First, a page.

The traditional ascription of the whole book to the prophet Joel was challenged in the late nineteenth and early twentieth centuries by a theory of a three-stage process of composition: 1:1– were from the hand of Joel, and dealt with a contemporary issue; –/3:1– were ascribed to a continuator with an apocalyptic outlook.
One is "CE Marking" which is a compulsory marking found on many products sold within the European Economic Area (EEA). The word "common" simply means that it is based on the most frequently used calendar system: the Gregorian Calendar.
1 - 6) and apocalyptic ("revelatory") material (found mainly in chs. The latter may be defined as symbolic, visionary, prophetic literature, usually composed during oppressive conditions and being chiefly eschatological in theological content.
Joel is part of a group of twelve prophetic books known as the Twelve Minor Prophets.
Its history as part of the Jewish and Christian canons followed that of the entire scroll of the Minor Prophets.
The Masoretic text places Joel between Hosea and Amos (the order inherited by the Tanakh and Old Testament), while the Septuagint order is Hosea–Amos–Micah–Joel–Obadiah–Jonah.
Revelatio and traditio, receiving and handing on, the chain of transmitters, are the central ideas of this understanding of revelation (Berger). 5) plays the decisive role here, as witnessed by the Ethiopic version of the Apocalypse, which belongs in the framework of the Clement literature in which Peter hands on the secret revelation to Clement (on Peter as a recipient of revelation cf. As compared with the Canon, the eschatological functions of Peter are new (Berger, 325).
In its description of heaven and hell the Apocalypse draws on the abundance of ideas from the East which has also left its deposit in the writings of late Jewish Apocalyptic and the mystery religions.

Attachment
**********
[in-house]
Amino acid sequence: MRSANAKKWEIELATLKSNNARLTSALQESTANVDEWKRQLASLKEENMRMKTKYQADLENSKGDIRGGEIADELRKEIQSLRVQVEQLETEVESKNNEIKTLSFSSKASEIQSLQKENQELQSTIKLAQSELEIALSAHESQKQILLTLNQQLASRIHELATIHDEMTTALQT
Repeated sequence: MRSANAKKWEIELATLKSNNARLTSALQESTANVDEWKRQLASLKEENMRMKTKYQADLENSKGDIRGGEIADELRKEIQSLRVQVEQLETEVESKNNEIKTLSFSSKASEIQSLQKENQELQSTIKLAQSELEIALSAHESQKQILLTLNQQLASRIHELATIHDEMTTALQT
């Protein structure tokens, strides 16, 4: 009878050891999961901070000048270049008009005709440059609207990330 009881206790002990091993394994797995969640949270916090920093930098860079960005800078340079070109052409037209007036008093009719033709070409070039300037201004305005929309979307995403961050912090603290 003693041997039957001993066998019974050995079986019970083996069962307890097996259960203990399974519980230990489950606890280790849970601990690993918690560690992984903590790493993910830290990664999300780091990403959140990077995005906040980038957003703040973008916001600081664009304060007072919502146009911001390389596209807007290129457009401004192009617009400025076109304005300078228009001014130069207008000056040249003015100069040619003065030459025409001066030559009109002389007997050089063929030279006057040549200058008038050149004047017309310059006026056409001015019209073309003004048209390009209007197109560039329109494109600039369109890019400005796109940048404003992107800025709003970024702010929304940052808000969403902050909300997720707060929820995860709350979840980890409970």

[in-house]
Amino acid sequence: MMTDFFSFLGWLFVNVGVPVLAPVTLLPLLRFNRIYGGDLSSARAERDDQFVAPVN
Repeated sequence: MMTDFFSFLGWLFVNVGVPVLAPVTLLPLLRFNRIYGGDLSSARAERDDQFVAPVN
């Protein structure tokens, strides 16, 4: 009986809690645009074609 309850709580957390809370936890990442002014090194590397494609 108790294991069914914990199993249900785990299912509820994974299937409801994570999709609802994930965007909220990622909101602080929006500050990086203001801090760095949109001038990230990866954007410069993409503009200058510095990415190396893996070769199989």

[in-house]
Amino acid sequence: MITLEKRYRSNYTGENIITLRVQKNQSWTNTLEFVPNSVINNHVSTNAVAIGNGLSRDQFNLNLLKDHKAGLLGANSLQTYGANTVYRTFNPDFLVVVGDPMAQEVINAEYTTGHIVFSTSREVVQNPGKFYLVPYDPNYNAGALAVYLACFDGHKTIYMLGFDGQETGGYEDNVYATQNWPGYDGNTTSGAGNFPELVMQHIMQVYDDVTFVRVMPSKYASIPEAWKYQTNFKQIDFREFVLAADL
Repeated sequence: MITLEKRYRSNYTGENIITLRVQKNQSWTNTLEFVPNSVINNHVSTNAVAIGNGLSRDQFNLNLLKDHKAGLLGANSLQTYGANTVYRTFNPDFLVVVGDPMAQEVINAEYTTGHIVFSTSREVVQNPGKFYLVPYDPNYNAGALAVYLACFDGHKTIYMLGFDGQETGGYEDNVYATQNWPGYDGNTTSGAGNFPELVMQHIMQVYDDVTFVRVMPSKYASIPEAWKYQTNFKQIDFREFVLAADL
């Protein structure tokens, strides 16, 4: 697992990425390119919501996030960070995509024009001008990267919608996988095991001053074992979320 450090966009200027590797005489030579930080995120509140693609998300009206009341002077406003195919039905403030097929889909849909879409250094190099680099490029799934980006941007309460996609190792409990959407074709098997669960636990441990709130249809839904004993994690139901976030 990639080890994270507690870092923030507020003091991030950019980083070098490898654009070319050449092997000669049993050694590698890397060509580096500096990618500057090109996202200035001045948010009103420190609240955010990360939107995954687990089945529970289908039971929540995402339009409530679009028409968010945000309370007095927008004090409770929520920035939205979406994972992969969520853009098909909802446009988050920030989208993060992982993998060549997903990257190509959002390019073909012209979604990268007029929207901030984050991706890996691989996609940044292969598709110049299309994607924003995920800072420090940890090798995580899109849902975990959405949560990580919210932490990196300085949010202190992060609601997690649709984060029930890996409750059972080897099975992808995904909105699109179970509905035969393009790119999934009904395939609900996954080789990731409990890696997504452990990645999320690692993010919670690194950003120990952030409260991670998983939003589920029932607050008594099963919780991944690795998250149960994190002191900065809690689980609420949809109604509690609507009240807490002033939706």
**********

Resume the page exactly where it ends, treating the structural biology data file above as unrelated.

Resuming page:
Clement of Alexandria); the reference to the Egyptian worship of animals also points in this direction, in so far as this passage belongs to the original content. Starting from a first rendering into Coptic, the Ethiopic translation probably came into being - as usual - though the medium of Arabic versions. 625): "The significance of the Apocalypse of Peter as an important witness of the Petrine literature is not to be underestimated.The climax of his sovereign rule is described in Revelation: "The kingdom of the world has become the kingdom of our Lord and of his Christ [i.e., Messiah, �Anointed One'], and he will reign for ever and ever" (rev ;da ;;s).The book is made up primarily of historical narrative (found mainly in chs.We have seen estimates as late as 4 CE and as early as the second century BCE.The fall date is reasonably firm, because the birth of John the Baptizer (a.k.a.In this connection however we must refer above al to the ancient Egyptian Peter tradition (cf. To this extent our Ethiopic text, linguistically not altogether unexceptionable, is only the last in a series, with all the imponderables that entails. Peter is the decisive witness of the resurrection event.Hence he is also deemed worthy of further revelations, which he hands on (in revelation documents) with authority.But objective evidence excludes this hypothesis on several counts: Objective evidence, therefore, appears to exclude the late-date hypothesis and indicates that there is insufficient reason to deny Daniel's authorship.The theological theme of the book is summarized in ; : "The Most High (God) is sovereign over the kingdoms of men." Daniel's visions always show God as triumphant (,26-27;;).The Hebrew text of Joel seems to have suffered little from scribal transmission, but is at a few points supplemented by the Septuagint, Syriac, and Vulgate versions, or by conjectural emendation.This allegorical interpretation was applied to the church by many church fathers.